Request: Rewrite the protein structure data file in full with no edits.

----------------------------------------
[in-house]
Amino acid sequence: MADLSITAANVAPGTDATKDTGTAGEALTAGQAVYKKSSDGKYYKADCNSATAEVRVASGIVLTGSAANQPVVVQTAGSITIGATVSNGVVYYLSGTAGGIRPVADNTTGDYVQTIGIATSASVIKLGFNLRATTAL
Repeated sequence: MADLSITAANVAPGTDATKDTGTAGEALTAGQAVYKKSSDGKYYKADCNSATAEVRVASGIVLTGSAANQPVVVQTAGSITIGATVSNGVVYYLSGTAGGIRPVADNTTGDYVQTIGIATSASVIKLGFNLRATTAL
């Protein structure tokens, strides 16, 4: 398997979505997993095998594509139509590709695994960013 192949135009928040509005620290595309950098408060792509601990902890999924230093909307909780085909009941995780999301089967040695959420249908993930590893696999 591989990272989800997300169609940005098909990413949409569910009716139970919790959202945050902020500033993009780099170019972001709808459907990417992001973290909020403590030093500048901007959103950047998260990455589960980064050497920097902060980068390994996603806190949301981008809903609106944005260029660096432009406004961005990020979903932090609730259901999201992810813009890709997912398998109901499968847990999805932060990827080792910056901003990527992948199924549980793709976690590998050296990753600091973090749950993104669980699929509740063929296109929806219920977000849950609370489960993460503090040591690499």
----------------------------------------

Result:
[in-house]
Amino acid sequence: MADLSITAANVAPGTDATKDTGTAGEALTAGQAVYKKSSDGKYYKADCNSATAEVRVASGIVLTGSAANQPVVVQTAGSITIGATVSNGVVYYLSGTAGGIRPVADNTTGDYVQTIGIATSASVIKLGFNLRATTAL
Repeated sequence: MADLSITAANVAPGTDATKDTGTAGEALTAGQAVYKKSSDGKYYKADCNSATAEVRVASGIVLTGSAANQPVVVQTAGSITIGATVSNGVVYYLSGTAGGIRPVADNTTGDYVQTIGIATSASVIKLGFNLRATTAL
């Protein structure tokens, strides 16, 4: 398997979505997993095998594509139509590709695994960013 192949135009928040509005620290595309950098408060792509601990902890999924230093909307909780085909009941995780999301089967040695959420249908993930590893696999 591989990272989800997300169609940005098909990413949409569910009716139970919790959202945050902020500033993009780099170019972001709808459907990417992001973290909020403590030093500048901007959103950047998260990455589960980064050497920097902060980068390994996603806190949301981008809903609106944005260029660096432009406004961005990020979903932090609730259901999201992810813009890709997912398998109901499968847990999805932060990827080792910056901003990527992948199924549980793709976690590998050296990753600091973090749950993104669980699929509740063929296109929806219920977000849950609370489960993460503090040591690499």